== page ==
Well, let’s see if I can help by showing where the important tidbits are.
First off, let’s go over “hovering”
The tonegod.gui.core.Screen class handles all the raw inputs with the
com.jme3.input and com.jme3.input.event libraries (Note: and to subscreens with rays, and collision results… ). It forwards the events on to the various Elements that match various “Listener” criteria.
The Listener for “hovering” is tonegod.gui.listeners.MouseFocusListener. You can look at the code in tonegod.gui.controls.Button to see that when a button receives the focus event, it starts an effect and sound (if sound is enabled) and signals for the effect to stop when it loses focus.
Windows in tonegod don’t naturally have this functionality, but you can extend the class and implement the listener. Also, don’t forget that “dragbar” and “contentArea” can be altered if you wish to target those elements.
Otherwise, just have your game to do stuff with the normal buttons’ onButtonMouseLeftUp(MouseButtonEvent evt, boolean toggled) method override. You can easily send a quick this.getUID() to somewhere.
and finally, you want the UID of a mouseclicked element, like every single one? Try this:
You will have to extend the Screen class and override the onMouseButtonEvent method. The code will be the same (just copy and paste) but add a String lastElementClickedUID and then set it to eventElement.getUID() somewhere in the if(evt.isReleased()) section under case 0 for left click. I just recommend the isReleased() section because tonegod cued off of that event for recognizing a click. As a bonus, the magic method for actual collision results is: getEventElement(). I’m only suggesting this because you are in the “playing with it” phase of using it.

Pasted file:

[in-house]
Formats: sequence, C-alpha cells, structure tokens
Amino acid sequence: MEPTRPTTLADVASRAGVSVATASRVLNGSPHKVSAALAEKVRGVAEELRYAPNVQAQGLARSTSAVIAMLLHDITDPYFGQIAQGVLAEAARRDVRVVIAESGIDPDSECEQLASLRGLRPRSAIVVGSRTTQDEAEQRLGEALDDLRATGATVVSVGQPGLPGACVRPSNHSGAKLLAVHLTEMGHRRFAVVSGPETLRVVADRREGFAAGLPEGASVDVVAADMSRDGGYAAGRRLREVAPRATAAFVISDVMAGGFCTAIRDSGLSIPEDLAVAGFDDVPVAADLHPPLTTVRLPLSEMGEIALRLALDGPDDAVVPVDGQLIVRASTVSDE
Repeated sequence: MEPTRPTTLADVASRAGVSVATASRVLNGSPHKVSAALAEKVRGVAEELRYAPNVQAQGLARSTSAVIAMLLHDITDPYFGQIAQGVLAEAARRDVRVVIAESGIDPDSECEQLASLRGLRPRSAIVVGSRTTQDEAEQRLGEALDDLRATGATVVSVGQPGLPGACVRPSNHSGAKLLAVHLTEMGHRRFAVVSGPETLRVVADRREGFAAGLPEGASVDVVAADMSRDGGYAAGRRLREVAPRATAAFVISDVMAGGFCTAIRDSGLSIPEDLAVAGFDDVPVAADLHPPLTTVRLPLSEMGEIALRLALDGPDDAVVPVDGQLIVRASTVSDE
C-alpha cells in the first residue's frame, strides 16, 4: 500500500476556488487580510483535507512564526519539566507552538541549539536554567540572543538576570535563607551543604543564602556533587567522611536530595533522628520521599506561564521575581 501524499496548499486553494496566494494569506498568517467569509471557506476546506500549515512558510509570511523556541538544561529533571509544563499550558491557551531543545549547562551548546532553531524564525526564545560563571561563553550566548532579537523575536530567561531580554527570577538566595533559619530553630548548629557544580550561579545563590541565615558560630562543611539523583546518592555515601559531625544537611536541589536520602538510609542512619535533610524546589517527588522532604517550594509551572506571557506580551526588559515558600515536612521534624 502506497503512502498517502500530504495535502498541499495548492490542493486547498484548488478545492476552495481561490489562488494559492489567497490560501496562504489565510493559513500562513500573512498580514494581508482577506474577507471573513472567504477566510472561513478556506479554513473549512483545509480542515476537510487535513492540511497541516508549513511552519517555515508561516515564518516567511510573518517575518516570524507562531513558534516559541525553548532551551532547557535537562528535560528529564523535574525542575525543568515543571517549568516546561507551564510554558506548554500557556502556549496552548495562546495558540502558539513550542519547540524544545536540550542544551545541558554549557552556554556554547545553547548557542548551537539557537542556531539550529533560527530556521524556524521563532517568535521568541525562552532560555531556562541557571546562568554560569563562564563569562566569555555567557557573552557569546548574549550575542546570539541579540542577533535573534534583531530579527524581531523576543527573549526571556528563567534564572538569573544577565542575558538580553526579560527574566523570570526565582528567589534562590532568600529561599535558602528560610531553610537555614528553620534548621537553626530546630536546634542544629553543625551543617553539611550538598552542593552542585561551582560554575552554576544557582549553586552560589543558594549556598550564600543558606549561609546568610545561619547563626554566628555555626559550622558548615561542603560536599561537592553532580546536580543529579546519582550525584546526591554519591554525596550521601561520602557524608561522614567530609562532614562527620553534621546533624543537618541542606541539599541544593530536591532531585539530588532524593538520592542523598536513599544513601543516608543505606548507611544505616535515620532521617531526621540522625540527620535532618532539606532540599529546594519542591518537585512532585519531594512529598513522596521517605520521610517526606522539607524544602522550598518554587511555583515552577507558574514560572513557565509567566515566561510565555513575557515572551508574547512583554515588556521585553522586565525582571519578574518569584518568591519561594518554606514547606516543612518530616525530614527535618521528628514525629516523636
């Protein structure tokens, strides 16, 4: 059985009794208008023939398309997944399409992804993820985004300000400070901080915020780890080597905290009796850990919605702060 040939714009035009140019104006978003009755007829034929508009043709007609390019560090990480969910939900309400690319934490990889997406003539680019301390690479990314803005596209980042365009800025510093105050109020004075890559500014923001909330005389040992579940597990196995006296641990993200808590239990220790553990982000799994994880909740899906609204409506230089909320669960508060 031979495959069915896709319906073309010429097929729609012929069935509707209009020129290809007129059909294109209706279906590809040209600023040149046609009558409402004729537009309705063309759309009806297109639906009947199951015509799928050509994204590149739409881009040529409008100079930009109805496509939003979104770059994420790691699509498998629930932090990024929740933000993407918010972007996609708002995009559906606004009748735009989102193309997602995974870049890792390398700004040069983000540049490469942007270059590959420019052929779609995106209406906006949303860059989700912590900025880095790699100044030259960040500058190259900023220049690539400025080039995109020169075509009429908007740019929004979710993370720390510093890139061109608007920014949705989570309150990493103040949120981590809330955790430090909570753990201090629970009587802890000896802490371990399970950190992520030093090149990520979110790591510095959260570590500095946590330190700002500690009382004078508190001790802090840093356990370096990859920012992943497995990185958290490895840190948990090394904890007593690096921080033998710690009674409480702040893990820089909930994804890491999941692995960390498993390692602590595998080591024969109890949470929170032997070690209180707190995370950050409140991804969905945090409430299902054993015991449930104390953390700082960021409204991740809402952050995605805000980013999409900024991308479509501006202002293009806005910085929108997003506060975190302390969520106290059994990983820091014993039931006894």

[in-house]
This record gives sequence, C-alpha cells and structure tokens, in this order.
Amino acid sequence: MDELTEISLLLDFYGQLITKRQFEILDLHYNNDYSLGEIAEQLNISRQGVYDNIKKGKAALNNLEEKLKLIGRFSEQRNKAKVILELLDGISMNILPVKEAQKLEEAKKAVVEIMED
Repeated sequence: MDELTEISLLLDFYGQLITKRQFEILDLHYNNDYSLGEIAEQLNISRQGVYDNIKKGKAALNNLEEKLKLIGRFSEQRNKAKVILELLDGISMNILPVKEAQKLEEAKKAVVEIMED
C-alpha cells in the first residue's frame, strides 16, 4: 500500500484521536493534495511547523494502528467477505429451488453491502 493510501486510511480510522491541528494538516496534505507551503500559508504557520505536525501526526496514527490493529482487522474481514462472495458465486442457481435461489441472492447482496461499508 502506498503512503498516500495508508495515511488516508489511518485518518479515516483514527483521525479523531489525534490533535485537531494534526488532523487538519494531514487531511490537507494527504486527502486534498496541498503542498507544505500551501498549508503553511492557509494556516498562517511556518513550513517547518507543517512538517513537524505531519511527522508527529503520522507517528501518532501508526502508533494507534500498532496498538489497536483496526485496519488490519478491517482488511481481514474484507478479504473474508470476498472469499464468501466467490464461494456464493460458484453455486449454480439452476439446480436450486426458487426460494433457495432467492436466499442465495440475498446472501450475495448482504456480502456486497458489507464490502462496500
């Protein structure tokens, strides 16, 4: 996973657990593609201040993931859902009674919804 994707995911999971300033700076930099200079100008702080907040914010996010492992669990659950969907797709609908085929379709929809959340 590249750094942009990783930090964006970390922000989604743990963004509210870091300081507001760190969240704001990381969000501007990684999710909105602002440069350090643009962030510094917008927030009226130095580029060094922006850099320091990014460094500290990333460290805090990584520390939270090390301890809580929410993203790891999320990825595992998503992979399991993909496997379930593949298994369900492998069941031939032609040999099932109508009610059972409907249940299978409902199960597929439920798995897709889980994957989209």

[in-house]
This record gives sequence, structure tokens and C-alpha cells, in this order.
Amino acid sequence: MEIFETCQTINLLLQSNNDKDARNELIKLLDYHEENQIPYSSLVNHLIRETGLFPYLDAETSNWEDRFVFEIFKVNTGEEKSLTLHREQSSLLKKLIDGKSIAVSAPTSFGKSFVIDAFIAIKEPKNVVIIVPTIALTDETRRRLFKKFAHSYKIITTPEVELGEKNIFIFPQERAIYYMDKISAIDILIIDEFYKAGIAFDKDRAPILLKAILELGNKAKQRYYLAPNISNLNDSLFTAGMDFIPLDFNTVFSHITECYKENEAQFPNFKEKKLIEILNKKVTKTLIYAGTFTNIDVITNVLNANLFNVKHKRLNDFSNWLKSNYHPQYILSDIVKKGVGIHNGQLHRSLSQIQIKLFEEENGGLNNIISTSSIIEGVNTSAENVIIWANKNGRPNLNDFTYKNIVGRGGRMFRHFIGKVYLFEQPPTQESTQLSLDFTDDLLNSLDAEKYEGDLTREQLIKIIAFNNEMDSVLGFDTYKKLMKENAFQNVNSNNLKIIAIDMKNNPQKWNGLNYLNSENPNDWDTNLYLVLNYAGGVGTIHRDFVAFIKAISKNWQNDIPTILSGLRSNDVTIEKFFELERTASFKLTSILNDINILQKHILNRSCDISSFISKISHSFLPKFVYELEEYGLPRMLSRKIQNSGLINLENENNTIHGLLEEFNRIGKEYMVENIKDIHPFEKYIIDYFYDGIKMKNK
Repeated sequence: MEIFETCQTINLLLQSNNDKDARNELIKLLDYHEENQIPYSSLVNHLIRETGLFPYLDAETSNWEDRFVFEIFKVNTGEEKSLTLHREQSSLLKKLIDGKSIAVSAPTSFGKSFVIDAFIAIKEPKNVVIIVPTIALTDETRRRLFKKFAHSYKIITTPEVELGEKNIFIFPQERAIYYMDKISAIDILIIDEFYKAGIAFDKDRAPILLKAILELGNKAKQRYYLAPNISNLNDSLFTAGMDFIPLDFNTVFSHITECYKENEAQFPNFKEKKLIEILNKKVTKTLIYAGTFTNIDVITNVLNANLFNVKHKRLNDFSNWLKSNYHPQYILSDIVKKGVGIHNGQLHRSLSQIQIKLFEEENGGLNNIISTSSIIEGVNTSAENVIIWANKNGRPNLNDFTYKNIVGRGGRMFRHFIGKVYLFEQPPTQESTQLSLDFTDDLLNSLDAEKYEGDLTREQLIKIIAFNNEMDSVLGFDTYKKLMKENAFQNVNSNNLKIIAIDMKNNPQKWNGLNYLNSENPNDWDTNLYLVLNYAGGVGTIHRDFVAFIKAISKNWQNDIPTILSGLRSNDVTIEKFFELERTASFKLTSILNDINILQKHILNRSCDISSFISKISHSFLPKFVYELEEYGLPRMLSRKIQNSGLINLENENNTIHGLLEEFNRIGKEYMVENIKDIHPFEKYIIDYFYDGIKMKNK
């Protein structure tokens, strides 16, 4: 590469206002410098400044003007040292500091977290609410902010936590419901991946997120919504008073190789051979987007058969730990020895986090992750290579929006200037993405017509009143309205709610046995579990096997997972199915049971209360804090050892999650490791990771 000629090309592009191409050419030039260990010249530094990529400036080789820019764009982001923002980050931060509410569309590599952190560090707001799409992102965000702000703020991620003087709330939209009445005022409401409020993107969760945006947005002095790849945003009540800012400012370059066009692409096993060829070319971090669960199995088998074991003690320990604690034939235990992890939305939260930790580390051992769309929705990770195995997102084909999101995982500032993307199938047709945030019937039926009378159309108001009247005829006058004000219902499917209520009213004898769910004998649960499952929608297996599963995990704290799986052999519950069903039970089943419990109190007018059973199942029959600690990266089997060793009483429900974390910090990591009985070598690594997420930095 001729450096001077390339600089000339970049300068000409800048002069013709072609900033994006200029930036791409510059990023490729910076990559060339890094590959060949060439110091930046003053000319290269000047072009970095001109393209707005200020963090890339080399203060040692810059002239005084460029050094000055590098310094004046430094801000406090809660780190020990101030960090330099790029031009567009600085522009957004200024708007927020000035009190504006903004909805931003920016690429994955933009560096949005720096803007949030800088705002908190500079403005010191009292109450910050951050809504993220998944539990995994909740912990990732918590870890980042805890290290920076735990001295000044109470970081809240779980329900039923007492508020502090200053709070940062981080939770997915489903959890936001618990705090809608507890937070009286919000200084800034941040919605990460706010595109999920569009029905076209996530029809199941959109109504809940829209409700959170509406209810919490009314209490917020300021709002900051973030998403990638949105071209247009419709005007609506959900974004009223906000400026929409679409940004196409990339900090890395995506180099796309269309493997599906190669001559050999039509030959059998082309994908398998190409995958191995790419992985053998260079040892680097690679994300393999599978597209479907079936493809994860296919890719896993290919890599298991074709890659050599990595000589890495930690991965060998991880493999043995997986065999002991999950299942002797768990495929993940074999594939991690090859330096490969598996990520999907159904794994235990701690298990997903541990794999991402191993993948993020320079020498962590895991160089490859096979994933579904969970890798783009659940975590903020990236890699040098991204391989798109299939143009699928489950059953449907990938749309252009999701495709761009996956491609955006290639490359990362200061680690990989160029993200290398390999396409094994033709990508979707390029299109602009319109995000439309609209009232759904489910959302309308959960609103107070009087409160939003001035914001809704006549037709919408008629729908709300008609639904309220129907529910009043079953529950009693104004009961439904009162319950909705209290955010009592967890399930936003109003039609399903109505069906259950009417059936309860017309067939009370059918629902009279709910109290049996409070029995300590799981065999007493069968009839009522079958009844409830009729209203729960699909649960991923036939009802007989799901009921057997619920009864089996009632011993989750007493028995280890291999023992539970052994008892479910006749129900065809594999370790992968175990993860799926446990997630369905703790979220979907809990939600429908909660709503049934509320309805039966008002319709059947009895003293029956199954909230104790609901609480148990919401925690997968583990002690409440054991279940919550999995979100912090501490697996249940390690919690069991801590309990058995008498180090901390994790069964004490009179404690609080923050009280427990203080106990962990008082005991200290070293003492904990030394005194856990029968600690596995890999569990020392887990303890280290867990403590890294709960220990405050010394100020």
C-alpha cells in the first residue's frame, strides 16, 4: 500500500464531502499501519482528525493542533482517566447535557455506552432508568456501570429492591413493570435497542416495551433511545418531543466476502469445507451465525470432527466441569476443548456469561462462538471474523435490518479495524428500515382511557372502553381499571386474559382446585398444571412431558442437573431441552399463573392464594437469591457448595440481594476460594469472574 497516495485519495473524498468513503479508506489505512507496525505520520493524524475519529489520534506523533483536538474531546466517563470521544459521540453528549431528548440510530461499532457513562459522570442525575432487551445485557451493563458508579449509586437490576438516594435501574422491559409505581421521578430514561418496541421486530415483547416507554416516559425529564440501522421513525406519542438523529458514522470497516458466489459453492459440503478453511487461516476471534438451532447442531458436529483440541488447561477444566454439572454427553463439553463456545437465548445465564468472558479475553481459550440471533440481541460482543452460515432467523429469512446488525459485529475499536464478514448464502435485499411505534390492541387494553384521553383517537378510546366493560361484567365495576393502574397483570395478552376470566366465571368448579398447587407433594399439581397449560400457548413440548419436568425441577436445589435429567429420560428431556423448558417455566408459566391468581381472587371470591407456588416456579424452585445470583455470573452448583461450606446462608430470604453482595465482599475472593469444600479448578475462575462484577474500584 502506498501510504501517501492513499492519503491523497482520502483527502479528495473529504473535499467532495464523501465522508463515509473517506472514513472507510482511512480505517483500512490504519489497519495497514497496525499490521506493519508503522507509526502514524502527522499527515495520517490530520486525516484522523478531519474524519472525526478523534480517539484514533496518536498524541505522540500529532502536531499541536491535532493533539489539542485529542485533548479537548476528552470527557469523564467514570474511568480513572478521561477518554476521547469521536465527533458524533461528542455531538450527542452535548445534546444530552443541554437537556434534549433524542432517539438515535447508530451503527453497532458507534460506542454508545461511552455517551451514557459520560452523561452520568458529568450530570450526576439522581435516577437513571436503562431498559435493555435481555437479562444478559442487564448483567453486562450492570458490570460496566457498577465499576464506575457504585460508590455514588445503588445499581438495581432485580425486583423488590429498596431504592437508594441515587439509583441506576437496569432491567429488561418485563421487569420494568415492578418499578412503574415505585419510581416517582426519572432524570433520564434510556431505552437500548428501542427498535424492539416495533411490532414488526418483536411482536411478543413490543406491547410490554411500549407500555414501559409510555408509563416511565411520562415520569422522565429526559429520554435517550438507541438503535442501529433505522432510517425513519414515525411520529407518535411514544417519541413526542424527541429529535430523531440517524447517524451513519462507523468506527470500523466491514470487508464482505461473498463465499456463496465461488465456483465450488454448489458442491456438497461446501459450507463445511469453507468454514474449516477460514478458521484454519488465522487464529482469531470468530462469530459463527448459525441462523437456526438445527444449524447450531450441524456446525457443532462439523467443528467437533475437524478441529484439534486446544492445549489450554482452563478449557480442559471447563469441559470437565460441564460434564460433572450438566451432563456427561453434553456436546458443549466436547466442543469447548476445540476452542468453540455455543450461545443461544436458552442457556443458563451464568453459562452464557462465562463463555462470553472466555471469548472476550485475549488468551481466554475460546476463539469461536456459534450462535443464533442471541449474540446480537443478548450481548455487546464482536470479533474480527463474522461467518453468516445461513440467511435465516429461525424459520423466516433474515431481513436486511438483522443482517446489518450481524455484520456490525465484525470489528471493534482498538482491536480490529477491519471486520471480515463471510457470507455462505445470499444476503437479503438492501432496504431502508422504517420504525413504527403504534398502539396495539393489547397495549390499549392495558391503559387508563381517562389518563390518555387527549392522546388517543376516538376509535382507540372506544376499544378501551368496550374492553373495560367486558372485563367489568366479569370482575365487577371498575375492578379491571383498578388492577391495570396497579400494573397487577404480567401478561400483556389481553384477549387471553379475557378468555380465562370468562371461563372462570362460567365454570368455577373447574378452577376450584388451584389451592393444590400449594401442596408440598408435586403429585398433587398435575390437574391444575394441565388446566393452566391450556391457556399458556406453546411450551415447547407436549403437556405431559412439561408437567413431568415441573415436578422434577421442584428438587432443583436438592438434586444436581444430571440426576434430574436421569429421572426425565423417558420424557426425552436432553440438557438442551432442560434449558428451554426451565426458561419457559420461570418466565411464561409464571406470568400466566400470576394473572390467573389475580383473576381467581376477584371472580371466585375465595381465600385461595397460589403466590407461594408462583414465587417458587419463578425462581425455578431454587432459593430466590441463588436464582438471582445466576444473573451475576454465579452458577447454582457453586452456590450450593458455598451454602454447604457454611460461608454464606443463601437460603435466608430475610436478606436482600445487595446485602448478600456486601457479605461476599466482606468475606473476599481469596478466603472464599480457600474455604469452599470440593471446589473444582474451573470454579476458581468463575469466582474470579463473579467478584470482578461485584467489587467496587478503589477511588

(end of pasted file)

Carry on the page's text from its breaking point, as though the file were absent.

So to review:
- we can change it at the Button/Window/Element level (with Listeners), yes.
- we can change it at the Screen level (where dispatch happens), yes.
Big tip: It’s not necessary to know the name of what you are clicking on most of the time, it is necessary for whatever you click on to be able do things. As in: If you are needing for a button or element to affect some other button or window… make use of setUID() to uniquely name your stuff during construction/initialization phase. That way… you know how to correctly reference your target, and you are just a Screen.getElementByID or Element.getChildElementByID away from getting things done.
edit: Whoohoo! so… some elements are marked private by the advanced controls (which also have children) so Troll lol no lol access is typically granted… said advanced controls might need tweaking in source, what say?
and… this really isn’t the place for this question (should’ve started a new topic in troubleshooting or something), but whatever